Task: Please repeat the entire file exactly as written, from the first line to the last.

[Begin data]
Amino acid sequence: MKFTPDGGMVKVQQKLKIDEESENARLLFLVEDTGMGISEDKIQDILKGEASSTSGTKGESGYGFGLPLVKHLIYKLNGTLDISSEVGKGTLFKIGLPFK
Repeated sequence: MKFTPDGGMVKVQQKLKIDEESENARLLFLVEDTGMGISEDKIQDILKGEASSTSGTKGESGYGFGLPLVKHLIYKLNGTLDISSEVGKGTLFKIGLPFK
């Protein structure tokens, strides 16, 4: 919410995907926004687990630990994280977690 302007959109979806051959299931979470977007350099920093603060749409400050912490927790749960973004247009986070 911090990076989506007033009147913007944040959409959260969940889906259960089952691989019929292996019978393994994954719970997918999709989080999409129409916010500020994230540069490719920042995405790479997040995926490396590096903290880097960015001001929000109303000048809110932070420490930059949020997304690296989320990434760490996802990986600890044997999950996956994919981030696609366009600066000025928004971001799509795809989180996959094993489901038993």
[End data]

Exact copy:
Amino acid sequence: MKFTPDGGMVKVQQKLKIDEESENARLLFLVEDTGMGISEDKIQDILKGEASSTSGTKGESGYGFGLPLVKHLIYKLNGTLDISSEVGKGTLFKIGLPFK
Repeated sequence: MKFTPDGGMVKVQQKLKIDEESENARLLFLVEDTGMGISEDKIQDILKGEASSTSGTKGESGYGFGLPLVKHLIYKLNGTLDISSEVGKGTLFKIGLPFK
């Protein structure tokens, strides 16, 4: 919410995907926004687990630990994280977690 302007959109979806051959299931979470977007350099920093603060749409400050912490927790749960973004247009986070 911090990076989506007033009147913007944040959409959260969940889906259960089952691989019929292996019978393994994954719970997918999709989080999409129409916010500020994230540069490719920042995405790479997040995926490396590096903290880097960015001001929000109303000048809110932070420490930059949020997304690296989320990434760490996802990986600890044997999950996956994919981030696609366009600066000025928004971001799509795809989180996959094993489901038993």